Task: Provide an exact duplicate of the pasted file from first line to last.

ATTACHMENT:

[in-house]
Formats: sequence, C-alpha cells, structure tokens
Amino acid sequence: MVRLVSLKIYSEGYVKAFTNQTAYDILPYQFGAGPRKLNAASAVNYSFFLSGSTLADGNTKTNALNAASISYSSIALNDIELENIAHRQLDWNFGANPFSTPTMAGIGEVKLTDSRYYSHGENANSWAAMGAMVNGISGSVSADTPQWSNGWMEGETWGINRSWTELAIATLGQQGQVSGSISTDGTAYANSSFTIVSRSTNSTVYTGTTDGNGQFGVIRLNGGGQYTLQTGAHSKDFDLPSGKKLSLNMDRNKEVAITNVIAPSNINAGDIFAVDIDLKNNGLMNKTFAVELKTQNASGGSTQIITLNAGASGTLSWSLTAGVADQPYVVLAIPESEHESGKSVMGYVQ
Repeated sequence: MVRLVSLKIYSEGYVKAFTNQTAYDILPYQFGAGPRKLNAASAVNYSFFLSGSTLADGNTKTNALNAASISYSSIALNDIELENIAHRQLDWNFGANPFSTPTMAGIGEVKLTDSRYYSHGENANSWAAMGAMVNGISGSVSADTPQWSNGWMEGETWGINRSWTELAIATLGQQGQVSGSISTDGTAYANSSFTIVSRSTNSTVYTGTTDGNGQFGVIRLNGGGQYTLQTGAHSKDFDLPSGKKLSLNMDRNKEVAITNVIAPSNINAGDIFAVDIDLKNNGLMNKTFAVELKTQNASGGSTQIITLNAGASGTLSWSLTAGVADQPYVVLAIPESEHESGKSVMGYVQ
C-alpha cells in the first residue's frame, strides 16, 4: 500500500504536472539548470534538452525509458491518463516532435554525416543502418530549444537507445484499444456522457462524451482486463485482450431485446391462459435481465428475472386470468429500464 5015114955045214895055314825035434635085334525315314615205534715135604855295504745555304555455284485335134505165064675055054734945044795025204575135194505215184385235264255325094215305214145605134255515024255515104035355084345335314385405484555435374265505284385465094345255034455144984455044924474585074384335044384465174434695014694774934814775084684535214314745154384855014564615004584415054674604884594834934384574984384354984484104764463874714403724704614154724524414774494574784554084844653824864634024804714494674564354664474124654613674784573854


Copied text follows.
[in-house]
Formats: sequence, C-alpha cells, structure tokens
Amino acid sequence: MVRLVSLKIYSEGYVKAFTNQTAYDILPYQFGAGPRKLNAASAVNYSFFLSGSTLADGNTKTNALNAASISYSSIALNDIELENIAHRQLDWNFGANPFSTPTMAGIGEVKLTDSRYYSHGENANSWAAMGAMVNGISGSVSADTPQWSNGWMEGETWGINRSWTELAIATLGQQGQVSGSISTDGTAYANSSFTIVSRSTNSTVYTGTTDGNGQFGVIRLNGGGQYTLQTGAHSKDFDLPSGKKLSLNMDRNKEVAITNVIAPSNINAGDIFAVDIDLKNNGLMNKTFAVELKTQNASGGSTQIITLNAGASGTLSWSLTAGVADQPYVVLAIPESEHESGKSVMGYVQ
Repeated sequence: MVRLVSLKIYSEGYVKAFTNQTAYDILPYQFGAGPRKLNAASAVNYSFFLSGSTLADGNTKTNALNAASISYSSIALNDIELENIAHRQLDWNFGANPFSTPTMAGIGEVKLTDSRYYSHGENANSWAAMGAMVNGISGSVSADTPQWSNGWMEGETWGINRSWTELAIATLGQQGQVSGSISTDGTAYANSSFTIVSRSTNSTVYTGTTDGNGQFGVIRLNGGGQYTLQTGAHSKDFDLPSGKKLSLNMDRNKEVAITNVIAPSNINAGDIFAVDIDLKNNGLMNKTFAVELKTQNASGGSTQIITLNAGASGTLSWSLTAGVADQPYVVLAIPESEHESGKSVMGYVQ
C-alpha cells in the first residue's frame, strides 16, 4: 500500500504536472539548470534538452525509458491518463516532435554525416543502418530549444537507445484499444456522457462524451482486463485482450431485446391462459435481465428475472386470468429500464 5015114955045214895055314825035434635085334525315314615205534715135604855295504745555304555455284485335134505165064675055054734945044795025204575135194505215184385235264255325094215305214145605134255515024255515104035355084345335314385405484555435374265505284385465094345255034455144984455044924474585074384335044384465174434695014694774934814775084684535214314745154384855014564615004584415054674604884594834934384574984384354984484104764463874714403724704614154724524414774494574784554084844653824864634024804714494674564354664474124654613674784573854